the 1940 census, that is.
So enough whining and pining for my ancestors. I have at least been able to spend a few hours of quality time with them since the 1940 census was released on 2 April.
My approach is to start with Texas counties where I know my parents’ families lived, especially counties with smaller populations. Not all of them would be living there in 1940, of course, but I can probably count on quite a few of them still being there.
My father, his parents, and many of his siblings should be in Fannin County, though some of his older siblings might be in other Texas counties and even in other states. Other counties to check will be Collin, Hunt, and Grayson.
Many members of my mother’s family, possibly including her and her first husband, may have started to move to California around this time; I am not really sure when the exodus from Texas started, but I would guess around the late 1930s or early 1940s, and I know that my older half-brother was born in California in 1945. However, I was pretty sure that there would be any number of relatives still living in Baylor, and on this score I was correct.
Using Steve Morse and Joel Weintraub’s 1940 Census ED Finder page, I started at the beginning of the Enumeration Districts listed for Baylor County, 12-1. I made it through 30 of the 46 pages and did recognize many names of families that I knew when I lived there, but did not find any relatives. The second night I decided to search on the last ED listed (12-7), since the lower-numbered ones appeared to be for the town of Seymour and I knew that my relatives lived on farms outside of town.
Of the 26 pages for ED 12-7, I downloaded 10.
The first family I found were actually not direct relatives, but the family of my half-brother’s grandfather, Officer Roberts. The other people shown in the household were one of Officer’s daughters (my brother’s aunt) and two grandsons whose parents (my brother’s uncle and his wife) had died a few years previously. Officer was widowed by this time and would die not long after the census, and my mother and her husband would then take the two boys in.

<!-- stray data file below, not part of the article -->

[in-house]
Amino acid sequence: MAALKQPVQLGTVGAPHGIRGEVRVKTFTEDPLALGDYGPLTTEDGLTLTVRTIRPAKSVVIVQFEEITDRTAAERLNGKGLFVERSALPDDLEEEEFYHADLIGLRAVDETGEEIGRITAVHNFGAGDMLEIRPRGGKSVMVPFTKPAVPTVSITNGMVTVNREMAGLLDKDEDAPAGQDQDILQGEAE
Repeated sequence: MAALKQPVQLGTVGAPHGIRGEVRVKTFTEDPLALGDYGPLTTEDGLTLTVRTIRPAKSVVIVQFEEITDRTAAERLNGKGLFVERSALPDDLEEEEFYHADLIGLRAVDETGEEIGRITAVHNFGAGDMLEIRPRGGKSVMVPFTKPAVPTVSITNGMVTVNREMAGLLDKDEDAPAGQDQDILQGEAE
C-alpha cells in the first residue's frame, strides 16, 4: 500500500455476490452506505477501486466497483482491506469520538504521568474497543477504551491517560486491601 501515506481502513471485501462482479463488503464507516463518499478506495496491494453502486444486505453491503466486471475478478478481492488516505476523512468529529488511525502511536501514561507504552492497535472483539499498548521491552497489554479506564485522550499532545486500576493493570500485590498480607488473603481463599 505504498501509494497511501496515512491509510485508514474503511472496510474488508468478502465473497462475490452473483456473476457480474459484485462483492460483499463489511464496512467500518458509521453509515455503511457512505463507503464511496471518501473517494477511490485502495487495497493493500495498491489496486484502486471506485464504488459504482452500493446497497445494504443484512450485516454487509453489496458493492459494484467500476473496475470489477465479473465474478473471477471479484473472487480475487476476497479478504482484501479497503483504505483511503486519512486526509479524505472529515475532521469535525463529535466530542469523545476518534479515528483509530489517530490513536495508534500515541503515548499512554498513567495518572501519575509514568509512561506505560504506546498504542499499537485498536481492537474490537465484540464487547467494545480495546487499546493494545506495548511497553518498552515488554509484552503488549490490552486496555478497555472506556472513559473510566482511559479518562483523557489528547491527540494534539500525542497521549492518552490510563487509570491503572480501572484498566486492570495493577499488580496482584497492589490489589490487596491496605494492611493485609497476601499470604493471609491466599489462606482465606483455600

The next family to be found were my mother’s parents and her three youngest surviving siblings (the youngest sibling died in the early 1930s). I was surprised to see that my grandfather Kirby Moore was listed not as a farmer, but as a laborer for some kind of county project. It did not surprise me that my grandfather received schooling only through sixth grade, but it did surprise me that my grandmother finished high school (though it was reported that her father was anxious to see that his children received a good education, including music lessons, my grandmother was still a child when he died and the family fortunes may have suffered after his death).
Kirby and Eula Moore in 1940
Other finds were relatives of my mother’s mother, several families who married into my mother’s family, the family of the father of one of my friends, and the family of the stepfather of another of my friends (these last two were on the same page, which was only three pages from my grandparents - perhaps we were fated to be friends).
Not bad for a start. My next steps will be to finish browsing Baylor County, check the Lancaster area of Dallas County (where many of my mother’s aunts, uncles, and cousins would probably still be living), and then go on to Fannin and nearby counties.
(And there has been other genealogy-related activity as well. A researcher with whom I have corresponded in the past sent me the link to a newspaper article on Chronicling America with a fabulous story about my great-great grandfather Spencer Moore - stay tuned!)